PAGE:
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Age of Ash by Daniel Abraham3 stars
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Buy from Barnes & NobleBuy from IndieBoundBuy from PowellsDaniel Abraham at long last completed the groundbreaking Expanse series with writing partner Ty Franck at the end of 2021. So expectations were understandably high for his return to epic fantasy, a genre in which he’s already released two critically acclaimed series, The Long Price Quartet and The Dagger and the Coin. Age of Ash is the first volume of a new trilogy set in Kithamar, a massive walled city divided by a deep river, and ruled by the Hansch, a race of people who live mostly in the wealthy districts on the river’s west side. Over to the east, the poorer districts are home to the Inlisc, a race of people conquered in the distant past when the Hansch colonized their lands and absorbed them into what would eventually become Kithamar.

By all rights, this should be the fantasy epic of its year. But there’s something about this story that keeps its potential for greatness at arm’s length. Despite its richly realized secondary world and a plot that promises high stakes, Age of Ash rarely generates big excitement. It’s a story of thieves and assassins, of political treachery and secret societies, of colonialism and the impact of cyclical poverty, of trust and betrayal between family and friends. But the narrative is so rambling and inconsistent in both its focus and pacing that we’re about halfway through before we start to see the big picture with any clarity. And while it does ultimately pay off in the last hundred pages, which are excellent and worth the effort, there is a lot of slog to endure before you get there.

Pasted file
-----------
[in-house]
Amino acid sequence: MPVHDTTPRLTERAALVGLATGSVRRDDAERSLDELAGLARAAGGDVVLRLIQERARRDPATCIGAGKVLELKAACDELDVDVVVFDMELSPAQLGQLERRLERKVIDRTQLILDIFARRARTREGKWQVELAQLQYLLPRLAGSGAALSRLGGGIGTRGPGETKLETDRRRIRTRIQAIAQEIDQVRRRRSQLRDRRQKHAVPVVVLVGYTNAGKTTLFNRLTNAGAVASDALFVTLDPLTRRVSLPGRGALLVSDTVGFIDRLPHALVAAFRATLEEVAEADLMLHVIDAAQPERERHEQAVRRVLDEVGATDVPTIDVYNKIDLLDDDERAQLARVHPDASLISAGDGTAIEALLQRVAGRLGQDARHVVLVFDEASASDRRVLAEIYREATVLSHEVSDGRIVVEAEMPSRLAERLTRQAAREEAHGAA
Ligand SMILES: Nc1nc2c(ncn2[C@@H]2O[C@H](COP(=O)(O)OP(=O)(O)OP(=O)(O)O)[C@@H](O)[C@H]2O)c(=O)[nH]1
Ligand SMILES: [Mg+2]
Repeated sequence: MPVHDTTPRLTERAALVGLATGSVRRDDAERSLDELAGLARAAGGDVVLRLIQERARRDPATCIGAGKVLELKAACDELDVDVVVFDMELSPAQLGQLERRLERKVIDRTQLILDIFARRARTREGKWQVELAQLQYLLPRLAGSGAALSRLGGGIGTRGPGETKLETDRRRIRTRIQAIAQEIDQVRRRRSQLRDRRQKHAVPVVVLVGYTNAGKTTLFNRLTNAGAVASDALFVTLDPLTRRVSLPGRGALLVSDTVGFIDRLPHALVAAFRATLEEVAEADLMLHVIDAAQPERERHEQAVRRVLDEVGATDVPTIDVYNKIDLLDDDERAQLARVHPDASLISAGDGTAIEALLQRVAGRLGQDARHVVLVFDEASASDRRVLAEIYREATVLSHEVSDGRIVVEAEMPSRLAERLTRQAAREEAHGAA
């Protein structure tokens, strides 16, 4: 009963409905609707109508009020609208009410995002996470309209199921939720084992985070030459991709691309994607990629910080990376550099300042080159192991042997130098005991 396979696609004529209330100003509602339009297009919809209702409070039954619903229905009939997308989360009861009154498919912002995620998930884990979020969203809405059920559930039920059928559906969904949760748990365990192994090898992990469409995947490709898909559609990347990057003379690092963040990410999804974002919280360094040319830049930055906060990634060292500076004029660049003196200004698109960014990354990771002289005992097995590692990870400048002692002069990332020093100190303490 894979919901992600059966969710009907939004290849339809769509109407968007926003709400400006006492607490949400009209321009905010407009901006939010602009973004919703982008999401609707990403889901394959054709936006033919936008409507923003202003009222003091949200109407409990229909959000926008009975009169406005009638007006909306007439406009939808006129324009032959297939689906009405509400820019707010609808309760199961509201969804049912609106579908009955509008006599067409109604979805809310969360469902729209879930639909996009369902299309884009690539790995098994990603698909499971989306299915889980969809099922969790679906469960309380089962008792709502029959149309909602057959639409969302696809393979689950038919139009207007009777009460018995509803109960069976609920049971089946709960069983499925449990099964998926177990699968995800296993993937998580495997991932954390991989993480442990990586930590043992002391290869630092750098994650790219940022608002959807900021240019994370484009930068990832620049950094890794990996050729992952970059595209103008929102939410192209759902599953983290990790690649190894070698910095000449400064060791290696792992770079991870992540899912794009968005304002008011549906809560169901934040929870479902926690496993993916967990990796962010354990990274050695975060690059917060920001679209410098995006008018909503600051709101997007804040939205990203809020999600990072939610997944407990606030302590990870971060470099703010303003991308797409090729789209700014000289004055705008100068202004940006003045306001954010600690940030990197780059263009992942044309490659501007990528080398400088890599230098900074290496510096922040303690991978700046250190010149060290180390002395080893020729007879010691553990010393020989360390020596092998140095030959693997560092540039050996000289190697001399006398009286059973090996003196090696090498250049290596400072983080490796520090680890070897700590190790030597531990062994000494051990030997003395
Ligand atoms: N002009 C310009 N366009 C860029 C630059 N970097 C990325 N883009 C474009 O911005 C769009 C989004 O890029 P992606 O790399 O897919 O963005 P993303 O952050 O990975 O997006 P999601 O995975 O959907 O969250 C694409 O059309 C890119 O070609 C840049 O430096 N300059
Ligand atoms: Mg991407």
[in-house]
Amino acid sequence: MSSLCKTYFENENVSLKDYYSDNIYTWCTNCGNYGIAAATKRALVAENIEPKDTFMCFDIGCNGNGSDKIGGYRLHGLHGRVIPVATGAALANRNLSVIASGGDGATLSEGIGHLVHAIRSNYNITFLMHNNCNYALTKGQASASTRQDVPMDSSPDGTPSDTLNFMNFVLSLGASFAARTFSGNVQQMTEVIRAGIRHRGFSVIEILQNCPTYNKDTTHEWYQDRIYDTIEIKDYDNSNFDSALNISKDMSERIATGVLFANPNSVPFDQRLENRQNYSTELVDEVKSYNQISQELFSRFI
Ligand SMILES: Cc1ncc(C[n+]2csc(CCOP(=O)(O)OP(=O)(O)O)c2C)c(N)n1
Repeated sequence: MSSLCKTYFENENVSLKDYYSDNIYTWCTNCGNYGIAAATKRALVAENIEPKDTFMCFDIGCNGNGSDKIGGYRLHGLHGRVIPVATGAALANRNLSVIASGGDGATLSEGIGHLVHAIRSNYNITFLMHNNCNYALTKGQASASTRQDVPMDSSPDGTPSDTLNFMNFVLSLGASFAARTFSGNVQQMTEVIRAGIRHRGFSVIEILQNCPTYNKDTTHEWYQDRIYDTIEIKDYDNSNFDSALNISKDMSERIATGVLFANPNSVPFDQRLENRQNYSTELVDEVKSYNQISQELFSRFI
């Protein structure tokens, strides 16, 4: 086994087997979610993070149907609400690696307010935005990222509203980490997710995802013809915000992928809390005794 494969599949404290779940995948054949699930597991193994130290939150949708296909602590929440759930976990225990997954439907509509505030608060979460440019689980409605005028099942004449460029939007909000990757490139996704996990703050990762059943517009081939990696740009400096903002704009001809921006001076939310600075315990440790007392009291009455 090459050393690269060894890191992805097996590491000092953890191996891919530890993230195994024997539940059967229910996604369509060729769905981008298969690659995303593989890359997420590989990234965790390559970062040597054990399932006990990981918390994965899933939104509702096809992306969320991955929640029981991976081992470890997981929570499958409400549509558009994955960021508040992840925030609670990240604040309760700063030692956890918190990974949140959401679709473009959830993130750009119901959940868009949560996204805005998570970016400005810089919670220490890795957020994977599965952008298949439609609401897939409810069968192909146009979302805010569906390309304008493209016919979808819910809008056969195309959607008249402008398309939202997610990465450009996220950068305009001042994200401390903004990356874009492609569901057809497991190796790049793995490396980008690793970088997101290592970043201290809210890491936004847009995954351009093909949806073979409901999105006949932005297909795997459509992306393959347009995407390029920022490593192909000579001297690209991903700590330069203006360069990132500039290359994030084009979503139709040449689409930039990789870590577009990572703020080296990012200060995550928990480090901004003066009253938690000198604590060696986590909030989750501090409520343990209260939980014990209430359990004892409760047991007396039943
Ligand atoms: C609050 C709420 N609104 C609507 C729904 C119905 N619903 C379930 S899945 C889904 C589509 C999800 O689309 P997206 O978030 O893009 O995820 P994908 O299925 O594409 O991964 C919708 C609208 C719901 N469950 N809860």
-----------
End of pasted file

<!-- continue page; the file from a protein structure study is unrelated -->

Though it’s the beginning of a trilogy, I’m not sure where Abraham intends to go in the sequels. Age of Ash does feel like a stand-alone story. That’s a good thing, because I’ve always felt that series novels should function as novels, resolving their conflicts and tying up all of their own loose ends without just stringing us along with cheap cliffhangers. But to whatever degree Age of Ash is an imperfect book, it sets a lovingly detailed stage for any future story Abraham should choose to tell.

As the book opens, we learn that the city’s ruler, Prince Byrn a Sal, has died after less than a year on the throne. We get big hints that he was not the legitimate heir, and that a battle for the throne is being fought behind the scenes and out of sight of the common folk of the city, who are just trying to get by, day to day. Once this groundwork is laid, the story takes us to the beginning of that tumultuous year. Our viewpoint characters are two young women: Alys, who ekes a living doing petty street crimes as part of a little gang of cutpurses, and her friend Sammish, who harbors an unrequited crush on Alys, though not one so strong that she’s surrendered her sense of independence.